Dragon Magic(8)By: Megan Derr
Fear and mistrust rolled through him, as strong and sharp as his own. The others. He could feel Sule, Binhadi, and the priest. He wanted them gone, wanted them out, but he could only watch as Binhadi fought the fearmonger.
Even in the midst of a nightmare come to life, a shadow mage wielding the full force of his notorious magic was a thing of wonder. Some said that as shadows were caused by light, shadow mages actually controlled and manipulated light. Mahzan had always dismissed the debate as semantics. Whatever they controlled, very little compared to seeing someone tear shadows from the ground and use them like a soldier with shield and sword.
Mahzan just hoped that one shadow mage and the power of three additional mages would be enough.
The fearmonger landed on the stone floor, crushing tables, bodies, and stone as it prowled toward them. It looked like some horrific bastardization of the Great Dragon himself, a contortion of scales and spikes, breathing fire and dripping stone-melting venom, reeking of blood and brimstone, shaking the hall with every step. It threw its head back and howled, a terrible, awful sound that made Mahzan clutch at his ears and bite back a sob.
Then it lunged.
Mahzan jerked back, knocking into Sule, who caught him with a grunt and impatiently shoved him off. "Fool."
"Fool yourself," Mahzan snapped—and then they all jumped as the fearmonger lunged again, only to roar in fury as Binhadi's shadows held him back.
Beside Mahzan, Sule swore in frustration. "We can't let him fight alone."
"No, but I don't see what we can do." Mahzan rubbed his forehead, trying to ignore the throbbing pain. "La la la," he muttered, and decided he didn't really need to be conscious. He was a jester, and his magic mostly useless, so what did it matter if he knocked himself out? It was not as though he had an audience any longer.
On that bitter note, he summoned what remained of his power, stole what he could from Sule and the priest, and focused it on what was left of the once beautiful ceiling—and with a scream brought it crashing down on top of the fearmonger, dragging the crumbling walls with it, and piling on any furniture not already crushed. He threw all of it at the fearmonger, everything his power could manage. Pain tore through him, black spots obscuring his vision, and he fell to his knees, struggling desperately to breathe through the agony.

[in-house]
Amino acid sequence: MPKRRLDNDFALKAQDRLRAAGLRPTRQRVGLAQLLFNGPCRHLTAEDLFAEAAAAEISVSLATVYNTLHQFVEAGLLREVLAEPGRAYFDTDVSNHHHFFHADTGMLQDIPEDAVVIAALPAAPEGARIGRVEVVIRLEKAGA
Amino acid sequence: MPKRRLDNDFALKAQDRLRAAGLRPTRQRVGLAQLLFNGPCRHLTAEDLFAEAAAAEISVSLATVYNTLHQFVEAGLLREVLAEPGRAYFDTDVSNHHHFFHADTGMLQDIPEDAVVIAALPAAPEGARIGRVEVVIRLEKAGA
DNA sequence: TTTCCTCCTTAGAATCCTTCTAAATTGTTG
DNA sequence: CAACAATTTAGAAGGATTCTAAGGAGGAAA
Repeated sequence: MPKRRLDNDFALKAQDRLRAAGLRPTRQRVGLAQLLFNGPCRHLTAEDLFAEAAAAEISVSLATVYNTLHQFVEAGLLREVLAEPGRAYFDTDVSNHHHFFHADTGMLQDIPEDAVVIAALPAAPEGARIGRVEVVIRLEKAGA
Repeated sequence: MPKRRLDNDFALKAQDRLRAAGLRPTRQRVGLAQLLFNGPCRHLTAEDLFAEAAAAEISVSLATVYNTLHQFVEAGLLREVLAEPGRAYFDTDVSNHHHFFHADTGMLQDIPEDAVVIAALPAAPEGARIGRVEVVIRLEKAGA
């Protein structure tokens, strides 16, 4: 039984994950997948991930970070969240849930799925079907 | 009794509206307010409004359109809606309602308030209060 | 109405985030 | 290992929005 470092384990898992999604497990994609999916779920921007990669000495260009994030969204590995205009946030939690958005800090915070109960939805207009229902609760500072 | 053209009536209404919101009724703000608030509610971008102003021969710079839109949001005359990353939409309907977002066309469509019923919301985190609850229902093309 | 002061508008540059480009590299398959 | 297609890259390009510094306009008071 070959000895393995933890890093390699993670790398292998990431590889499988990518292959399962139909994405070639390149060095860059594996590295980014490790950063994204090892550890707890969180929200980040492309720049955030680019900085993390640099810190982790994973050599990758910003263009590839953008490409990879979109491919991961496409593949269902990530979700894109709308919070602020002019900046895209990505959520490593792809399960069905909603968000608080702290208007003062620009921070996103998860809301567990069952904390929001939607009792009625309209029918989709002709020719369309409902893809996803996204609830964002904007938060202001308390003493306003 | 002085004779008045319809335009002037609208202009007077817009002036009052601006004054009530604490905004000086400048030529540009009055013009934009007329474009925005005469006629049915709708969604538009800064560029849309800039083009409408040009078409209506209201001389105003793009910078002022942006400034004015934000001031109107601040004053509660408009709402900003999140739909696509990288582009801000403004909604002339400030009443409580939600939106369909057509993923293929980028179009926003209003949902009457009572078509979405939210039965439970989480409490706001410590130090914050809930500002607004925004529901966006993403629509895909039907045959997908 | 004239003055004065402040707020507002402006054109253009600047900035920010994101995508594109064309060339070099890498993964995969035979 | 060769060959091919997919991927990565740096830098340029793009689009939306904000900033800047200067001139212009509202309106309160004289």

He only barely noticed when Sule drew his sword and raced toward Binhadi, the priest alongside him… and around the priest, large dogs made of shimmering blue magic. So the priest was a shape mage, more commonly called a shaper.
Mahzan felt—something, hot and cold and tangling—and then it was all too much. The last thing he remembered was the sound of the fearmonger screaming.
A voice, hoarse and thin, was the first thing he heard when he woke. He stared uncomprehending into a face that looked vaguely familiar. "Isle priest," he rasped, then coughed, sat up, turned around, and threw up again. There was nothing remaining in his stomach, but it tried anyway, until Mahzan's muscles were sore and his throat scraped raw.
Wiping his mouth on a grimy sleeve, he turned back to the priest. "What's going on?" There was smoke everywhere, stinging his eyes and clogging his mouth. The priest helped him to his feet, and Mahzan went stumbling and tripping along as he was half-led, half-dragged from the ruined Hall of Kings.
Through the castle they went, and he could just see Binhadi and Sule in front of them, one a black figure in the smoke, the other brilliant scarlet. Mahzan was too tired, too drained, to block out emotion, and it just made him more nauseous and tired and afraid. They were all afraid, sick with it, angry and offended.
Eventually they spilled into the kitchens, equally blackened and ruined—but a hole where a wall had once been had cleared away most of the smoke. Binhadi led them to the hole and climbed over what remained of the wall. Then they were running, tumbling down a steep slope to the bank of the Great Lake.
A fishing boat was still tied up at the pier where the royal fishermen went out every day. All the other boats had been taken by other survivors or destroyed. Clambering into the boat, Mahzan collapsed again. He caught the sneer Sule cast in his direction, and snapped, "Let's see how well you walk after feeling the dying emotions of tens of thousands of people."
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